09 April 2020
Nicole Underhay has long been one of my favourite actresses in the country. In Coal Mine Theatre’s hilarious and brutal Hand to God, she weaponized her natural sunniness to deliver a brilliantly dark and perfectly pitched Outstanding Supporting Performance in a Play.
Catch us up on life since your last Nominee Interview Series in 2017.
Wow, incredible how exponential the catch up has become over the last few weeks. I will take it back to 2017 and highlight from there. I am living back in Newfoundland. St. John’s, specifically. This is where I was born and raised and have always wanted to come back. I have worked on some really cool indie theatre since I have been home. My last role was playing a woman who murdered her maid and cut the body up in pieces and threw them one by one off a bridge, onto trains running below. Except the head. The play is a two hander with my character in a psychiatric institution, being interviewed by a doctor with a view to finding out where the head is!
How did you get involved with Hand to God?
I had done a casual read of the script with friends of mine, just for our own amusement, and loved the play. When Coal Mine announced they were doing it, I jumped at the chance to audition, and had the great fortune of getting the part!!
What were some of the most interesting conversations you had with director Mitchell Cushman in developing your interpretation of the piece?
I had such a great time working with Mitchell. He’s great at being as hands on or hands off as an actor may require in any given moment, on any given day. I guess the most interesting conversations were probably around how to handle the scenes where I get intimate with Francis Melling, who was playing a 15 year old. What drives that, how far we can go. The great thing is that when you have a director like Mitchell, who establishes a very safe room , and an actor like Francis, who is game, you can feel really free to explore and push the envelope as far as you can.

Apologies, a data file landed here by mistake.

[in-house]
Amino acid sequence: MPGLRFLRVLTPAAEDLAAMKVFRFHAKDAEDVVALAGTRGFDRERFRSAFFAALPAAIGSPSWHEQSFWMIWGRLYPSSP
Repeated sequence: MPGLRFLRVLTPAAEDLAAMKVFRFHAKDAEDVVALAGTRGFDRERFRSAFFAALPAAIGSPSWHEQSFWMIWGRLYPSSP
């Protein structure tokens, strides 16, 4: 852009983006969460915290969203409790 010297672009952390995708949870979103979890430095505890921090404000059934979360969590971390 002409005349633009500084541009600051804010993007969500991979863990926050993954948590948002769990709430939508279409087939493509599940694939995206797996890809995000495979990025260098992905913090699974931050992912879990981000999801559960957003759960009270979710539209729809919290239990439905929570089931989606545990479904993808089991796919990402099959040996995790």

Did you have a favourite moment in the production?
There were so many. I will say that the puppet sex scene with Frank and Amy and their puppets was one that I watched every time from between the slats backstage. It was so skilled and funny and raunchy. Marcus Jamin did such a wonderful job with all the puppet work. It was so integral to the show.
Tell us about working with Frank Cox-O’Connell as your son and the rest of the cast.
This was a total dream cast. That doesn’t often happen and I think even when people say that, they are often lying and just trying to sound nice. But this was a dream cast. And crew. We rehearsed in the space, on the stage, so it was really cool to have the design elements so married to the work process. As for Frank…. well I am the worst for laughing inappropriately on stage. People think it highly unprofessional, but sometimes I just can’t help myself. Like when I look at another actor and I feel that they are really looking at me and we are present together on stage in a real moment… I laugh because I feel so lucky, it feels like magic. And Frank is that kind of actor that looks you in the eye and is very present. So I inappropriately laughed a lot….